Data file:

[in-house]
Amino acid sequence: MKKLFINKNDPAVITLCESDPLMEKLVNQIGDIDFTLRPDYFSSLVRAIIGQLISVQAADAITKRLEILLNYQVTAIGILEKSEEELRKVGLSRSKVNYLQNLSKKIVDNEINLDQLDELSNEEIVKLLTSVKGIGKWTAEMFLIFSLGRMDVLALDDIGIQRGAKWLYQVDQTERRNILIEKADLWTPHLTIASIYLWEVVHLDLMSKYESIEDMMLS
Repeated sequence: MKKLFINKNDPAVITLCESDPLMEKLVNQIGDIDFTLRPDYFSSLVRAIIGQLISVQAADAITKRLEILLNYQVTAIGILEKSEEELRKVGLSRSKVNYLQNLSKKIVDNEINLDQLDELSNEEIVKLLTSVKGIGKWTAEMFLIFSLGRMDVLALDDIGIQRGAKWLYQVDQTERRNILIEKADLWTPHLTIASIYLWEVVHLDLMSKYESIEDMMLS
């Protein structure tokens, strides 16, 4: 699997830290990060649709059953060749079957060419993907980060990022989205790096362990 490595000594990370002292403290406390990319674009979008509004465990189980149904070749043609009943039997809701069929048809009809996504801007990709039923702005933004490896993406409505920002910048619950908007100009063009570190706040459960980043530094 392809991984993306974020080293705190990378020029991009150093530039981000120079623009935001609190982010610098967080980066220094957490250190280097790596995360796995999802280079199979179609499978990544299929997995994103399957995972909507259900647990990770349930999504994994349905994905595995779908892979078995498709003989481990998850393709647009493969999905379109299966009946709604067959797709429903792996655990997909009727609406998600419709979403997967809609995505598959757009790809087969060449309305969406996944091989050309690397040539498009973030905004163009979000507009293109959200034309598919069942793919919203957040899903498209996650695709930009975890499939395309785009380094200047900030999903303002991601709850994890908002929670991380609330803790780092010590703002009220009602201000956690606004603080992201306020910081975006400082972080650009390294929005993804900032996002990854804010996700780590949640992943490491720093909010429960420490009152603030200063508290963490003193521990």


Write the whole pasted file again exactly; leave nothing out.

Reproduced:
[in-house]
Amino acid sequence: MKKLFINKNDPAVITLCESDPLMEKLVNQIGDIDFTLRPDYFSSLVRAIIGQLISVQAADAITKRLEILLNYQVTAIGILEKSEEELRKVGLSRSKVNYLQNLSKKIVDNEINLDQLDELSNEEIVKLLTSVKGIGKWTAEMFLIFSLGRMDVLALDDIGIQRGAKWLYQVDQTERRNILIEKADLWTPHLTIASIYLWEVVHLDLMSKYESIEDMMLS
Repeated sequence: MKKLFINKNDPAVITLCESDPLMEKLVNQIGDIDFTLRPDYFSSLVRAIIGQLISVQAADAITKRLEILLNYQVTAIGILEKSEEELRKVGLSRSKVNYLQNLSKKIVDNEINLDQLDELSNEEIVKLLTSVKGIGKWTAEMFLIFSLGRMDVLALDDIGIQRGAKWLYQVDQTERRNILIEKADLWTPHLTIASIYLWEVVHLDLMSKYESIEDMMLS
């Protein structure tokens, strides 16, 4: 699997830290990060649709059953060749079957060419993907980060990022989205790096362990 490595000594990370002292403290406390990319674009979008509004465990189980149904070749043609009943039997809701069929048809009809996504801007990709039923702005933004490896993406409505920002910048619950908007100009063009570190706040459960980043530094 392809991984993306974020080293705190990378020029991009150093530039981000120079623009935001609190982010610098967080980066220094957490250190280097790596995360796995999802280079199979179609499978990544299929997995994103399957995972909507259900647990990770349930999504994994349905994905595995779908892979078995498709003989481990998850393709647009493969999905379109299966009946709604067959797709429903792996655990997909009727609406998600419709979403997967809609995505598959757009790809087969060449309305969406996944091989050309690397040539498009973030905004163009979000507009293109959200034309598919069942793919919203957040899903498209996650695709930009975890499939395309785009380094200047900030999903303002991601709850994890908002929670991380609330803790780092010590703002009220009602201000956690606004603080992201306020910081975006400082972080650009390294929005993804900032996002990854804010996700780590949640992943490491720093909010429960420490009152603030200063508290963490003193521990």